In honour of Mother’s Day, I wanted to ask the most important woman in my life, my mum, for the six life lessons she has learnt and wants to share with you. I hope you find them as inspiring and insightful as I did.
1. Stay positive.
There is no benefit to be gained from a negative mindset. Having a glass half full attitude works wonders and being optimistic (while also being realistic) in all situations can save you a world of stress. If nothing else it helps you cope with tricky situations. And a simple smile goes a long way.
2. Never underestimate the value of a good friend.
You don’t have to see them regularly, but make sure your true friends are a priority and you connect periodically with those who are on your wave length. There is so much value in having someone who really listens to you, empathises and provides heartfelt advice when it is needed. On the other hand, do not stress if you lose a friend for whatever reason. People come and go, friendships ebb and flow. Don’t waste your energy on one sided friendships, life is far too short. Move on and spend time with those who make you laugh, bring you joy and share your values and outlook on life.
3. Grief hurts, but don’t let it consume you.
Losing a close family member unexpectedly is not the end of the world, even if it feels like it at the time. Remember that there is always light at the end of the tunnel. They would want you to pick yourself up and get on with your life; and after honouring your grief that is exactly what you need to do for your own good.
4. You can’t please everyone, so don’t even try.
I know how tempting it is to attempt to be everything to everyone, to try and be liked. But at the end of the day I have learnt that you cannot do it all and you could be the ripest juiciest peach and someone will still not like peaches. Instead of wasting time and energy on trying to please others it is more important to put that time into yourself, your family and your partner.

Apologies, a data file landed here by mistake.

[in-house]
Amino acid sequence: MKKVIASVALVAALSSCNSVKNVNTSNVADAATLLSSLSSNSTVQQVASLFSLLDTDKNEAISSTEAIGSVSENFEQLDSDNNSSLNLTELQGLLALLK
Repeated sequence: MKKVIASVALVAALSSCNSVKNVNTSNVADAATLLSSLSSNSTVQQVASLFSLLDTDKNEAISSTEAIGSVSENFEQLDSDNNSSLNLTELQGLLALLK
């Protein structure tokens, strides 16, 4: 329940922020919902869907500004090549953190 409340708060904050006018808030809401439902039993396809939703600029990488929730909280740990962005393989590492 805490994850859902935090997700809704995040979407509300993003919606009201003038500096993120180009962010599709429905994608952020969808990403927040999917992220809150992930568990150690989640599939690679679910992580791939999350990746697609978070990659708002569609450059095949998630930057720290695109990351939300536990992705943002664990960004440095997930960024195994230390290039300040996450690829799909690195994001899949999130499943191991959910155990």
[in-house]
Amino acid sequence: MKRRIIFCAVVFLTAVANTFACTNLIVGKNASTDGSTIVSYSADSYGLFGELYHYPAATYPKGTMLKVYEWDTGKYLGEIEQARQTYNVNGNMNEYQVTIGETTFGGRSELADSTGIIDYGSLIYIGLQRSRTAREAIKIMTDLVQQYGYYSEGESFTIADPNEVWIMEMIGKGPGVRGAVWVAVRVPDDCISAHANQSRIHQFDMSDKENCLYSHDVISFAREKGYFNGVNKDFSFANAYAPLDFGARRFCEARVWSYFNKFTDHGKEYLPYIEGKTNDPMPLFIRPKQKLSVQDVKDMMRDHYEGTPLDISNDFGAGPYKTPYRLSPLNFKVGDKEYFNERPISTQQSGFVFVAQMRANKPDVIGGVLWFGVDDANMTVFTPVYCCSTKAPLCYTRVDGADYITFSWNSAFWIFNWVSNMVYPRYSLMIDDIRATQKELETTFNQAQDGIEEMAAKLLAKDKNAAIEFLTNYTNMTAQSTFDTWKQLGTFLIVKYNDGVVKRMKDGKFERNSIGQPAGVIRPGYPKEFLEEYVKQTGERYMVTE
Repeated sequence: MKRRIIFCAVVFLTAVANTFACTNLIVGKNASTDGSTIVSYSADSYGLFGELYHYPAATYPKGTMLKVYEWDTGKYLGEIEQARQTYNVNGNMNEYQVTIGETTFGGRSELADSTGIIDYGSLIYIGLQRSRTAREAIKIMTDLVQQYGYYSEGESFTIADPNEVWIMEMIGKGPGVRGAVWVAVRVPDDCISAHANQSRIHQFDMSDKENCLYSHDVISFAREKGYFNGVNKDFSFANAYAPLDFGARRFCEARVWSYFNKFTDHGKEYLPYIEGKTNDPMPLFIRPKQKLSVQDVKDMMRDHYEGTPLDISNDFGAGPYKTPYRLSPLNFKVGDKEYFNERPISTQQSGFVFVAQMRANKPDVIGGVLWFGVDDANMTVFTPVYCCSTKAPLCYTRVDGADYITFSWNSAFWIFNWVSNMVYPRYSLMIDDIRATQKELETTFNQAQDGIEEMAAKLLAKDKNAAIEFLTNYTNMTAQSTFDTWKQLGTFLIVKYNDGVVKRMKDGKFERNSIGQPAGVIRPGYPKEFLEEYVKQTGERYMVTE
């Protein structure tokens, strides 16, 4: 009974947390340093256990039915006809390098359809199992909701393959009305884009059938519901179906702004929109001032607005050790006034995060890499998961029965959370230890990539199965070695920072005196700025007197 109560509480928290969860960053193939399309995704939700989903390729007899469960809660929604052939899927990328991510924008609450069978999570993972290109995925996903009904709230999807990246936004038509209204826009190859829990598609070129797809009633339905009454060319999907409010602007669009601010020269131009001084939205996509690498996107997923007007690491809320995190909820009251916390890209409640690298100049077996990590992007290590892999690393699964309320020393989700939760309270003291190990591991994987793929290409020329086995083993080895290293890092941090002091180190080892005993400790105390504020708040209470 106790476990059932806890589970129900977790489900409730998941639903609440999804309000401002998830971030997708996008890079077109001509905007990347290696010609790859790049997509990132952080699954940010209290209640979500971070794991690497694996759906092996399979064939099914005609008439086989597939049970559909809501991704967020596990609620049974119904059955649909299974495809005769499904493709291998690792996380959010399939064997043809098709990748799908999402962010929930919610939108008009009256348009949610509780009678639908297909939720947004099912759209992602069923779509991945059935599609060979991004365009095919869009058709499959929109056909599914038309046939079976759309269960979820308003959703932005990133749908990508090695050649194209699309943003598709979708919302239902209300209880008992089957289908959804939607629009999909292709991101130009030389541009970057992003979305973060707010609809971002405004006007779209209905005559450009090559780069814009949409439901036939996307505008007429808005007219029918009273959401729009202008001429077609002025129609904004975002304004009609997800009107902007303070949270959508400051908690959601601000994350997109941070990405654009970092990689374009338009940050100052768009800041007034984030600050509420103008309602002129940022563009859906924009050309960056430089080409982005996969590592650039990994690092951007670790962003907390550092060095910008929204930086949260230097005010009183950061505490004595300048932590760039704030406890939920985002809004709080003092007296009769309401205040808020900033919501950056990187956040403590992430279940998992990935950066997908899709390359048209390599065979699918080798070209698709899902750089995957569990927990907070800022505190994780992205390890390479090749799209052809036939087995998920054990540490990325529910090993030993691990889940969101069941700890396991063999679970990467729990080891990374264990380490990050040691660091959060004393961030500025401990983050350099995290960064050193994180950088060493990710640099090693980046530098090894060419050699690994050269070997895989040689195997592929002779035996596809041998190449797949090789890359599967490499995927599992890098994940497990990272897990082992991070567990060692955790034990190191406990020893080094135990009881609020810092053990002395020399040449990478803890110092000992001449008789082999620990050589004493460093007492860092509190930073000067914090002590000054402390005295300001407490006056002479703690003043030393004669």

5. Ageing is a process of acceptance.
The older I get the more I realise death is getting nearer. Death is a taboo but it shouldn’t be, it’s inevitable and it’s the one sure thing that we will all experience. As time has passed I can honestly say that I have come to accept it, I am not scared – I just want to die with dignity. On the subject of ageing, older friends are a valuable asset to have. One of my close friends is in her eighties and I find our conversations hugely insightful.
6. Conserve your energy.
There is absolutely nothing to be gained from shouting to losing your temper over something small or petty, such as queueing, car drivers or other matters completely out of your control. Your time and energy are two of the most valuable things you have, it is such a waste to spend them on anger or frustration over things you cannot control. You’re only going to raise your blood pressure!